21/01/2008 00:00 | By By Peter Burgess, contributor

National Bubble and Microcar Museum

National Bubble and Microcar Museum (© image © Motoring Research)

An eclectic collection of the very smallest production cars, from three wheelers to microcars.

National Bubble and Microcar Museum, Byards Leap, Cranwell, Lincs NG34 8EY

View a map of the location

Admission & Opening times
The Museum is open from 10am (last admissions 4pm) at weekends and on Bank Holidays from April to November inclusive, plus Fridays and Mondays in July and August.
Also open other times for party bookings.
Adults £2.50, children 75p

Links & contacts
Web: www.bubblecarmuseum.co.uk

Tel: 01400 262637

Launch our gallery illustrating the story of the bubble car


This is a museum that mixes interesting with oddball and the simply bizarre. With around 70 examples of the tiniest cars on the planet, there's interest for everyone here. The term Bubble Car strictly refers to those with the rounded glass top - Isetta, Heinkel, and Messerschmitt - but it's become a common term for most miniature cars.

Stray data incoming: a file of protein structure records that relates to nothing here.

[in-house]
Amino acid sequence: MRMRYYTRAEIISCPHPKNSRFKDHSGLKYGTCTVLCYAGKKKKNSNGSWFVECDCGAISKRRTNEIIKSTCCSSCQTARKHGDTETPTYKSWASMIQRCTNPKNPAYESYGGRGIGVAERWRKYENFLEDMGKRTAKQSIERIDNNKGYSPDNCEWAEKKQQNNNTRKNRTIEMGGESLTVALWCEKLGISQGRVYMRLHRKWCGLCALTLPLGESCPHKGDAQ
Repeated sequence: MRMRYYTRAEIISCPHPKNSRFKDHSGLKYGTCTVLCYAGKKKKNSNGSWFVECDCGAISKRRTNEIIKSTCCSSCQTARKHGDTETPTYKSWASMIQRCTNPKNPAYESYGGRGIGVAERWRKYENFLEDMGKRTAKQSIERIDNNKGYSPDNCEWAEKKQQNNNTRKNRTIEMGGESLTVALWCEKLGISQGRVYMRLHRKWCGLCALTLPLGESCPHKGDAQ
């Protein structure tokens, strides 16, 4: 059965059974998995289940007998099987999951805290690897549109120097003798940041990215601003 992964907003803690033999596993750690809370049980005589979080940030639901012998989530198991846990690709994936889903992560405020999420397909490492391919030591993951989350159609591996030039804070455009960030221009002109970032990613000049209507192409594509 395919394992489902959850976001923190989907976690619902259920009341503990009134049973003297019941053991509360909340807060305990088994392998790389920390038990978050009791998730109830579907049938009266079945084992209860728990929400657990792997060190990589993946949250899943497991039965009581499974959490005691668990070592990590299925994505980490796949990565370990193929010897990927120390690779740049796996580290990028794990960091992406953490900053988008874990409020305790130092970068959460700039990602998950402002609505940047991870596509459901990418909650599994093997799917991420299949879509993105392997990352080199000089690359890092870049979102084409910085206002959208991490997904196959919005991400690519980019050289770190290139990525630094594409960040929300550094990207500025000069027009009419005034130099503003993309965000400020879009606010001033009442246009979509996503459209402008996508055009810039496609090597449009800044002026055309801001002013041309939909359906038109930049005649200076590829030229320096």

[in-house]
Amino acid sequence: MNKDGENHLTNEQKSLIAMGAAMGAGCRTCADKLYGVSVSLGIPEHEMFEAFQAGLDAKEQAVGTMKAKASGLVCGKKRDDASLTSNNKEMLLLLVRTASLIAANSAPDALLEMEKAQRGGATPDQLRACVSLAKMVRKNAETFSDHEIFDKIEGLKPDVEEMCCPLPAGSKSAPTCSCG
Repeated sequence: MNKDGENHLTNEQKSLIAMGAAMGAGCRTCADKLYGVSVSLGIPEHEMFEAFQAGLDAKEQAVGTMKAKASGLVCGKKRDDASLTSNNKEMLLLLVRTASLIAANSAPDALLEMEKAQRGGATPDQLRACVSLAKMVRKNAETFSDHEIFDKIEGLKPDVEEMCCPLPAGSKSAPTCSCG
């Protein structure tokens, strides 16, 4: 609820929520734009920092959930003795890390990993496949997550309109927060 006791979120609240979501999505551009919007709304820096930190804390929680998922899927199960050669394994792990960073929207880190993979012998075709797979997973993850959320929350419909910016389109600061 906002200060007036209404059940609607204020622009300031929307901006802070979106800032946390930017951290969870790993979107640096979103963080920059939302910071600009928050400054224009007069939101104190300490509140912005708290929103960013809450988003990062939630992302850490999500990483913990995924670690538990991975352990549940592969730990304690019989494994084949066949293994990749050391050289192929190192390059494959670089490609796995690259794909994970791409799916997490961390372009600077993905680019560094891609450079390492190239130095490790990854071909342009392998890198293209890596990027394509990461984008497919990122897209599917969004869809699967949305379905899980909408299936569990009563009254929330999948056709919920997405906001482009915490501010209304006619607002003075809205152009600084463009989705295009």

Then there are microcars, of the sort that the French still specialise in, but in time they've been built all over Europe. With four wheels and four happy, smiling faces peering out of the windows in the advertisements, they are really so cramped that they make the original Mini feel as roomy as a Rolls-Royce.

The Museum also has an excellent selection of three wheelers. Yes, there's a Del Boy Reliant, but you may not know there were many three wheelers that in their day were more sophisticated and much more fun. I tested one of the last Reliant three wheels and I vowed it was the first and last time I would ever get in one. But a Berkeley or a Bond? Now you're talking!

The Bubble Car Museum also hosts rallies in the field alongside and offers Bed and Breakfast and camping for those who make the journey to Byards Leap, about 20 minutes from Grantham.

In pictures: the history of British Motoring


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